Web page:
Royal Commission on Labour in India: Report(1929)||
We have received a great deal of evidence on the subject of disciplinary action and insecurity of service. On the one side it was urged that existing forms of service agreements were unfair in that the administration was empowered to terminate service without assigning reasons. It was also urged that on occasions men were dispensed with by discharge instead of by dismissal, thereby preventing them, as discharged employees, from exercising rights of appeal generally accorded to dismissed employees. The contention is that the usual form of agreement gives no protection against unfair termination of service. The other side of the case is stated by the Railway Board in recently issued rules and explanations regulating the discharge and dismissal of state railway non-gazetted government servants as follows:—
" The Railway Department being a commercial department, service in it must in its nature diner from service in other government departments and continuance of employment most be subject to the tests and conditions enforced by large commercial concerns. Accordingly the power which the railway administrations possess of discharging railway servants without assigning reasons in accordance with the terms of their agreement, or otherwise on reduction of establishment due to fluctuations of traffic, simplification of the methods of work or any other cause, or on grounds of inefficiency, must be retained. This power, however, by its very nature imposes upon the competent authority the obligation to use it considerately and with strict justice so that the railway servants shall feel that they can expect fair and reasonable treatment. A too frequent or a thoughtless recourse to it is apt to lead to a sense of instability of service, which is detrimental both to the welfare of the staff and to the efficient and economical working of railways."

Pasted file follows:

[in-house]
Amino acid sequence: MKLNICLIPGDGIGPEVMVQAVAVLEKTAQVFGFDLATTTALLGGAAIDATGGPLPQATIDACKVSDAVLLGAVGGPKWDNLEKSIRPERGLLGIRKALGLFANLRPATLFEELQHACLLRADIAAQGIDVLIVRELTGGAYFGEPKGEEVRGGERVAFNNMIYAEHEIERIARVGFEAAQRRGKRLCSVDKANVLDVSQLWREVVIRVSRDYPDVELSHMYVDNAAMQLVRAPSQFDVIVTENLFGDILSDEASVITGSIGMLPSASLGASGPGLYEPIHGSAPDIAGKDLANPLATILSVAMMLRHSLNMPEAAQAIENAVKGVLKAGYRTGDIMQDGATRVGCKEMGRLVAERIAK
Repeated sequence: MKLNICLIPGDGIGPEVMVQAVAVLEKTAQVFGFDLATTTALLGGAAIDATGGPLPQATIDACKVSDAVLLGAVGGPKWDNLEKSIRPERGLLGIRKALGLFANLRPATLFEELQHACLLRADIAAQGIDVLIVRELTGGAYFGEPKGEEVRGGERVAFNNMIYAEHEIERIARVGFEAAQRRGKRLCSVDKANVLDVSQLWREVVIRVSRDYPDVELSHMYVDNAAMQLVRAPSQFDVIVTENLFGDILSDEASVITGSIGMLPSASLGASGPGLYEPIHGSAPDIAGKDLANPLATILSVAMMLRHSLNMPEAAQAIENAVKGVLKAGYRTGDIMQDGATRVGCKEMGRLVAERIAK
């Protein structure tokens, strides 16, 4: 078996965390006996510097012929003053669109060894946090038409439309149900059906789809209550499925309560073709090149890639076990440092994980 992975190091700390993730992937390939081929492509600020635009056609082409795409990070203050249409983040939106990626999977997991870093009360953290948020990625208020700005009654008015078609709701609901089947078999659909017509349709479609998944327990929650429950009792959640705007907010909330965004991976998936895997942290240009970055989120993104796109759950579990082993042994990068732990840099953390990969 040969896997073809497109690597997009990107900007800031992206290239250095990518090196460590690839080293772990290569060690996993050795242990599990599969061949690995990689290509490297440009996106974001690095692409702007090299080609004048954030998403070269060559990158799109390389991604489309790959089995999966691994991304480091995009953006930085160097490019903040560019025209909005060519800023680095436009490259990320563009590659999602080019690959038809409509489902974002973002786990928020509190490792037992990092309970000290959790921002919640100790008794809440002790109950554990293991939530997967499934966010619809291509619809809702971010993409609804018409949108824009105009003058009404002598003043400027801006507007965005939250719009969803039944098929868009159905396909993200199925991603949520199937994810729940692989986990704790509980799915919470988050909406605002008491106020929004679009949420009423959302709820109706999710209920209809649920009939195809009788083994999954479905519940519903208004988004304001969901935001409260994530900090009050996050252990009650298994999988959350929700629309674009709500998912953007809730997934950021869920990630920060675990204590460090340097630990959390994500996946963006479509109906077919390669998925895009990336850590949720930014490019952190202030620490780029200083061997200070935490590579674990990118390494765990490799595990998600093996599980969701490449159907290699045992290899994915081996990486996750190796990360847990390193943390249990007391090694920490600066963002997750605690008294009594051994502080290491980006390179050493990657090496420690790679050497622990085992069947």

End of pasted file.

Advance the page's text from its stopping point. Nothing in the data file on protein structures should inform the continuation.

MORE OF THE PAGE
The partial application, however, of Fundamental Rules and other rules and regulations to state-managed and company-managed railways on no uniform plan has complicated the position and created service traditions and vested rights that cannot be ignored. The feeling of insecurity of service is a source of anxiety, which in our opinion justifies further efforts being made to remove cause for complaint. Where large numbers of workers are employed, there must be cases in which disciplinary action has to be taken, but this makes it all the more necessary that the workers should understand that steady work, reasonable efficiency and good conduct will ensure security of tenure. They should also feel assured that, when their service or conduct falls short of the required standard, opportunities for explanation will be provided, and that their services will not be terminated without due enquiry, and, if desired, ample rights of appeal to higher authorities.